17 April 2013

# 55 Mechanical and chemical digestion

Food that we ingest is mainly made up of large, insoluble molecules that can not be absorbed through the gut wall. It needs to be changed into small, soluble molecules.

1. Mechanical digestion is the physical process of preparing the food for chemical digestion.
  • It involves chewing (in the mouth), mixing, churning (in the stomach and intestine) and segmentation (in the intestine).
  • Large pieces of food are breaking down into smaller pieces à increases the surface area of the food.
  • Bile physically digests fats by emulsifying them – turning them into small droplets with a large surface area.

Mechanical digestion, performed bye the teeth à pieces of food are mixed with saliva and become smaller à easier to swallow and have a larger surface area.

  • The walls of the alimentary canal have an inner, circular muscle fibre coat and an outer, longitudinal muscle fibre coat.
  • As the ball of food (bolus) formed in the mouth enters the pharynx, a reflex action is initiated.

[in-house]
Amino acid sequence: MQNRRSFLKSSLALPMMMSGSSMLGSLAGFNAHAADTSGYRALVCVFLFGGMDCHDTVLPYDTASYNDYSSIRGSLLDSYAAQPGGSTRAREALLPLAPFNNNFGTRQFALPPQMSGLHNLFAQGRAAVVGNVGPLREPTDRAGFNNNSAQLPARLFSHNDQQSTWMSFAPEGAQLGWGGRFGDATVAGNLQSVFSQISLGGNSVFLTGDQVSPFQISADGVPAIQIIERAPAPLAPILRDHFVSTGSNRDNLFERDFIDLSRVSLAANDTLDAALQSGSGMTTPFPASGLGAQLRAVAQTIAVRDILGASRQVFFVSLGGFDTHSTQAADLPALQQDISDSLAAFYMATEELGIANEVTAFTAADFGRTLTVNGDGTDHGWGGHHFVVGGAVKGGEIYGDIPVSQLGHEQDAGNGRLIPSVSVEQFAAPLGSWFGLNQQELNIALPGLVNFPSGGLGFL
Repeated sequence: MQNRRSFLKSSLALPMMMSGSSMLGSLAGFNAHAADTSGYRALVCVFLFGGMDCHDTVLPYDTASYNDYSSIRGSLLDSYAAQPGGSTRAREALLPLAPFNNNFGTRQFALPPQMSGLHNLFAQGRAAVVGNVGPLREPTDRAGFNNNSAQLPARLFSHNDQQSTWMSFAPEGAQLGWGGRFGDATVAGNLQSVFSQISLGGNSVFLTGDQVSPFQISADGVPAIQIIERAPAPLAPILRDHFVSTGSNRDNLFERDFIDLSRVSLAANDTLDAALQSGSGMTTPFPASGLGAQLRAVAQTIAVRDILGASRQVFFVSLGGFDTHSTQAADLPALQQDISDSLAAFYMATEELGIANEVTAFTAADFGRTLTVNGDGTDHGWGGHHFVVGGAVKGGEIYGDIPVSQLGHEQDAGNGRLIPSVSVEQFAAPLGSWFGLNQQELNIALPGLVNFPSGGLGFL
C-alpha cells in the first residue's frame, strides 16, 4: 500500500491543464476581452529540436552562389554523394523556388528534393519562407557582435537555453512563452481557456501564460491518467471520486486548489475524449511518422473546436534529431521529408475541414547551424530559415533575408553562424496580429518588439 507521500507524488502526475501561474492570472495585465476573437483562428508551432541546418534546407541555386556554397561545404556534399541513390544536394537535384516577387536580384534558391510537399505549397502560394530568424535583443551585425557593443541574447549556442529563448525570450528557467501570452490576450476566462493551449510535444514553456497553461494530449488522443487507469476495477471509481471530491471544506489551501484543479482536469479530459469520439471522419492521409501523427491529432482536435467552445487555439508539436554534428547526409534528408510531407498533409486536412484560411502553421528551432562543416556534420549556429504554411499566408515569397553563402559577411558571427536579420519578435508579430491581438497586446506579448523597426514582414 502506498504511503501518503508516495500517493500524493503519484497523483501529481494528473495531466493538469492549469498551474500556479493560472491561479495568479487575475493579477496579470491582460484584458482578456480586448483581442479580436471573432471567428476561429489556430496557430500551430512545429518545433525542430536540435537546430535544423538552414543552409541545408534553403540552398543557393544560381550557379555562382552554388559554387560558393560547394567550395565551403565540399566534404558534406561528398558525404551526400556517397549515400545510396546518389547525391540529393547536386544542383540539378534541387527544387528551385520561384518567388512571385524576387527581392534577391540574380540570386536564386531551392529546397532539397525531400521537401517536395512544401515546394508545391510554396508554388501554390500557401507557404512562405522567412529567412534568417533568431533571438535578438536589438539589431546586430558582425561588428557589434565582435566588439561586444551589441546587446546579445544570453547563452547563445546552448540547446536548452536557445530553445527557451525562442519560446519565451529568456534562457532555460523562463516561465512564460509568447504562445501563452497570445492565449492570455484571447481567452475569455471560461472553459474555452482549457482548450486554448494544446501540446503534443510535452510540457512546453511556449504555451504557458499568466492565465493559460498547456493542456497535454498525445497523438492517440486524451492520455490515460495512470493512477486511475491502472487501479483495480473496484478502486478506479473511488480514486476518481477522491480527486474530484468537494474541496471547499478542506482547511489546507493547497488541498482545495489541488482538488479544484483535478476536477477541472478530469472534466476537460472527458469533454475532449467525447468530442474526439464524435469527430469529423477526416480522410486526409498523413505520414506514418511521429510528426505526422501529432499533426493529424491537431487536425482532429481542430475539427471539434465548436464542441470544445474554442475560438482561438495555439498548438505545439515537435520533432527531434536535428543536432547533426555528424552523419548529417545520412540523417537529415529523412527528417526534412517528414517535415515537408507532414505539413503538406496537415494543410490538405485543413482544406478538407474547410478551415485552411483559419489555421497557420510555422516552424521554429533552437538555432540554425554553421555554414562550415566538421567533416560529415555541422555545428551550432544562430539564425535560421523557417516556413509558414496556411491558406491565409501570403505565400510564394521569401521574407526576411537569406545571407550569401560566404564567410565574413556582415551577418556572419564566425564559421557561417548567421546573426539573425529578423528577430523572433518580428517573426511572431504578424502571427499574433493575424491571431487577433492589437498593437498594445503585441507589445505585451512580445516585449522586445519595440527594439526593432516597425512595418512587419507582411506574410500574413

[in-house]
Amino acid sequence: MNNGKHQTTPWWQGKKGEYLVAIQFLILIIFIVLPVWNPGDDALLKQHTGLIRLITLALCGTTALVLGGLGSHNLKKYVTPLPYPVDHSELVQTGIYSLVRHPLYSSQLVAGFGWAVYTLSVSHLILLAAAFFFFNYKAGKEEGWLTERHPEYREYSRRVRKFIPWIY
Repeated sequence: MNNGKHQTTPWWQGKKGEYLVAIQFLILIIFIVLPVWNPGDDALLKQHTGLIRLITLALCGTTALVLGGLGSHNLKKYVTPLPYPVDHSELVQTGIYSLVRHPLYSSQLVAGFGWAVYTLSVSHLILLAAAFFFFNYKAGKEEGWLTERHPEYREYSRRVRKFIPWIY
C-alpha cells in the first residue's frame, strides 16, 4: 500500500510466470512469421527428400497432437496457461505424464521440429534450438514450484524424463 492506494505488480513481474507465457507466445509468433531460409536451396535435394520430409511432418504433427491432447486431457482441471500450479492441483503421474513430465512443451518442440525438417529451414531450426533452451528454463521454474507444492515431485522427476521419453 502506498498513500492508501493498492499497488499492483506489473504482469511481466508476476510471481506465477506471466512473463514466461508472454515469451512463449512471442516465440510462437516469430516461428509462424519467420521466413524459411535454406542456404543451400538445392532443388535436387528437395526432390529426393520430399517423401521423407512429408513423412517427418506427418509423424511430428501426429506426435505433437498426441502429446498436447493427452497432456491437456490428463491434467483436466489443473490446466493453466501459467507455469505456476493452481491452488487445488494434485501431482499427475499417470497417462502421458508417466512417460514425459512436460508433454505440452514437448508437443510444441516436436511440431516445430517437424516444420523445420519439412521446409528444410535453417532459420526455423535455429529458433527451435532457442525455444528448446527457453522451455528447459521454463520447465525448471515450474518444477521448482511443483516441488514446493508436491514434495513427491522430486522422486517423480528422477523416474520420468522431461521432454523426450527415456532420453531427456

• This produces slow, wave-like contractions in the walls of the esophagus and later along the whole length of the tract (peristalsis).
  • Peristaltic waves involve the contraction of the circular muscle fibres behind the bolus (A) and their relaxation in front of the bolus.
  • Longitudinal muscles provide the wave-like action. The two functions together push the ball down the tract (B).

Misconceptions: Chewing food does not involve breaking down large molecules into small molecules; it only breaks down large pieces into smaller pieces, giving a larger surface area for enzymes to work on.

Video Peristalsis

2. Chemical digestion 
  • Involves breaking down large, insoluble molecules into small, soluble ones.
  • Enzymes speed up the process. They work efficiently at body temperature (370C) and at suitable pH.
  • The main places where chemical digestion happens are the mouth, stomach and small intestine.


  1. 370 C > body temp ?!?!?!?!?!??!?!?!!!?!??!?!?!

  2. Sorry, 37 degrees Celsius of course. It was a formatting error. Thank you for correcting me.